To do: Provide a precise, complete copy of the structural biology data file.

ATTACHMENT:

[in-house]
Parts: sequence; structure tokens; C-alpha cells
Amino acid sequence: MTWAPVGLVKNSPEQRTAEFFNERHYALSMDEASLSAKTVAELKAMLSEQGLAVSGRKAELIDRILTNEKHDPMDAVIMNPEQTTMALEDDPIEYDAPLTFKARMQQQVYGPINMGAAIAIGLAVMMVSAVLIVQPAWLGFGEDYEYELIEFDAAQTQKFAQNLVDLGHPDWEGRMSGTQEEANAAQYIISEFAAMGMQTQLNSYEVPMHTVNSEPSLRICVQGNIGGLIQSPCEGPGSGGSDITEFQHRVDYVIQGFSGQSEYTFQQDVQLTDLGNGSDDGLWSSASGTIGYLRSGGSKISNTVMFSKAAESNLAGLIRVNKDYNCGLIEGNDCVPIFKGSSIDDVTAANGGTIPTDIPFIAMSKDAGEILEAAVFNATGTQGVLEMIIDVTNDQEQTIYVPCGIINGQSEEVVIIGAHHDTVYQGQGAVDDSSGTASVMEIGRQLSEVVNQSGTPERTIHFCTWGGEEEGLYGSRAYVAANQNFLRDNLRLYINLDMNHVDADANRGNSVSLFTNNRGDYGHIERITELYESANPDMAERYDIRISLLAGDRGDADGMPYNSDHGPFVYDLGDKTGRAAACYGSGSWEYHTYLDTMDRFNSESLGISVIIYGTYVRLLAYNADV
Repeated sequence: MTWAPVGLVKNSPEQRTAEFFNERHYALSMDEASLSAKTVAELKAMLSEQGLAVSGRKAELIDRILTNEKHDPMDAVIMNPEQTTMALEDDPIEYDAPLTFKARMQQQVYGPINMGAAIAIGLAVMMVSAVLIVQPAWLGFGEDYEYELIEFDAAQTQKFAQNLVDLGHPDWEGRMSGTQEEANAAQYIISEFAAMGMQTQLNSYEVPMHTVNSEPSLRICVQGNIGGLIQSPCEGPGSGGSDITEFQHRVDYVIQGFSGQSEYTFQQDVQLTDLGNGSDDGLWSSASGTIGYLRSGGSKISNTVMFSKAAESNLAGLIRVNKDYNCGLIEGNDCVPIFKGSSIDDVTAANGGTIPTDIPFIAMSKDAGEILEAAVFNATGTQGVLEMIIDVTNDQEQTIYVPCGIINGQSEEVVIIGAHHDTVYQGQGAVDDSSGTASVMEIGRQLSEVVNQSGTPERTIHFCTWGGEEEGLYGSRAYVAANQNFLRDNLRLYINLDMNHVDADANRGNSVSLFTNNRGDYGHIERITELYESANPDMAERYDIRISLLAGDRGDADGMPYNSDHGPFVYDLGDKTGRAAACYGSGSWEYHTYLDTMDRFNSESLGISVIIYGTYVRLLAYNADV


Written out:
[in-house]
Parts: sequence; structure tokens; C-alpha cells
Amino acid sequence: MTWAPVGLVKNSPEQRTAEFFNERHYALSMDEASLSAKTVAELKAMLSEQGLAVSGRKAELIDRILTNEKHDPMDAVIMNPEQTTMALEDDPIEYDAPLTFKARMQQQVYGPINMGAAIAIGLAVMMVSAVLIVQPAWLGFGEDYEYELIEFDAAQTQKFAQNLVDLGHPDWEGRMSGTQEEANAAQYIISEFAAMGMQTQLNSYEVPMHTVNSEPSLRICVQGNIGGLIQSPCEGPGSGGSDITEFQHRVDYVIQGFSGQSEYTFQQDVQLTDLGNGSDDGLWSSASGTIGYLRSGGSKISNTVMFSKAAESNLAGLIRVNKDYNCGLIEGNDCVPIFKGSSIDDVTAANGGTIPTDIPFIAMSKDAGEILEAAVFNATGTQGVLEMIIDVTNDQEQTIYVPCGIINGQSEEVVIIGAHHDTVYQGQGAVDDSSGTASVMEIGRQLSEVVNQSGTPERTIHFCTWGGEEEGLYGSRAYVAANQNFLRDNLRLYINLDMNHVDADANRGNSVSLFTNNRGDYGHIERITELYESANPDMAERYDIRISLLAGDRGDADGMPYNSDHGPFVYDLGDKTGRAAACYGSGSWEYHTYLDTMDRFNSESLGISVIIYGTYVRLLAYNADV
Repeated sequence: MTWAPVGLVKNSPEQRTAEFFNERHYALSMDEASLSAKTVAELKAMLSEQGLAVSGRKAELIDRILTNEKHDPMDAVIMNPEQTTMALEDDPIEYDAPLTFKARMQQQVYGPINMGAAIAIGLAVMMVSAVLIVQPAWLGFGEDYEYELIEFDAAQTQKFAQNLVDLGHPDWEGRMSGTQEEANAAQYIISEFAAMGMQTQLNSYEVPMHTVNSEPSLRICVQGNIGGLIQSPCEGPGSGGSDITEFQHRVDYVIQGFSGQSEYTFQQDVQLTDLGNGSDDGLWSSASGTIGYLRSGGSKISNTVMFSKAAESNLAGLIRVNKDYNCGLIEGNDCVPIFKGSSIDDVTAANGGTIPTDIPFIAMSKDAGEILEAAVFNATGTQGVLEMIIDVTNDQEQTIYVPCGIINGQSEEVVIIGAHHDTVYQGQGAVDDSSGTASVMEIGRQLSEVVNQSGTPERTIHFCTWGGEEEGLYGSRAYVAANQNFLRDNLRLYINLDMNHVDADANRGNSVSLFTNNRGDYGHIERITELYESANPDMAERYDIRISLLAGDRGDADGMPYNSDHGPFVYDLGDKTGRAAACYGSGSWEYHTYLDTMDRFNSESLGISVIIYGTYVRLLAYNADV